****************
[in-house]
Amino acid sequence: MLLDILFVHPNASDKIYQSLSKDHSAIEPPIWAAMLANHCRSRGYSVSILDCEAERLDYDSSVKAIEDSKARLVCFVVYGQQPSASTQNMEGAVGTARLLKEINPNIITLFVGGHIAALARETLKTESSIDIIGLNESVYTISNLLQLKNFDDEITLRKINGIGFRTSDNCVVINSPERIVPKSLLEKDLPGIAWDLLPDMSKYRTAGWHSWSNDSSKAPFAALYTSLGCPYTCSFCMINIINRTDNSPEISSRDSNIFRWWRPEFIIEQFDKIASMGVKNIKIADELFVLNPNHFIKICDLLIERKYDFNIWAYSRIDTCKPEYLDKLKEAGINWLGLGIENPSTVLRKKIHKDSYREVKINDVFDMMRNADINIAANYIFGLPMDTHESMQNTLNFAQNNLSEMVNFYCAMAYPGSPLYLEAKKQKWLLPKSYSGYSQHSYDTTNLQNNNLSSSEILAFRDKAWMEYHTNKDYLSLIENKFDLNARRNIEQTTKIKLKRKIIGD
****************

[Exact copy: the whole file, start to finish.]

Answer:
[in-house]
Amino acid sequence: MLLDILFVHPNASDKIYQSLSKDHSAIEPPIWAAMLANHCRSRGYSVSILDCEAERLDYDSSVKAIEDSKARLVCFVVYGQQPSASTQNMEGAVGTARLLKEINPNIITLFVGGHIAALARETLKTESSIDIIGLNESVYTISNLLQLKNFDDEITLRKINGIGFRTSDNCVVINSPERIVPKSLLEKDLPGIAWDLLPDMSKYRTAGWHSWSNDSSKAPFAALYTSLGCPYTCSFCMINIINRTDNSPEISSRDSNIFRWWRPEFIIEQFDKIASMGVKNIKIADELFVLNPNHFIKICDLLIERKYDFNIWAYSRIDTCKPEYLDKLKEAGINWLGLGIENPSTVLRKKIHKDSYREVKINDVFDMMRNADINIAANYIFGLPMDTHESMQNTLNFAQNNLSEMVNFYCAMAYPGSPLYLEAKKQKWLLPKSYSGYSQHSYDTTNLQNNNLSSSEILAFRDKAWMEYHTNKDYLSLIENKFDLNARRNIEQTTKIKLKRKIIGD